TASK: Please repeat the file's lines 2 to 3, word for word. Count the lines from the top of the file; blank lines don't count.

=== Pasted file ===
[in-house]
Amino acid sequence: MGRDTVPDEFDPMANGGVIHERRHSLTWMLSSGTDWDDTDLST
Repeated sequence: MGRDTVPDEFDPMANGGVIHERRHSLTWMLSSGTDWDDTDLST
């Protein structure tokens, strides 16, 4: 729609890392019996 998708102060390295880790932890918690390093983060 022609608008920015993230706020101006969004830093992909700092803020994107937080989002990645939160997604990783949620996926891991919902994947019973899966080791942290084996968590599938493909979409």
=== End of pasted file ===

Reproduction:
Amino acid sequence: MGRDTVPDEFDPMANGGVIHERRHSLTWMLSSGTDWDDTDLST
Repeated sequence: MGRDTVPDEFDPMANGGVIHERRHSLTWMLSSGTDWDDTDLST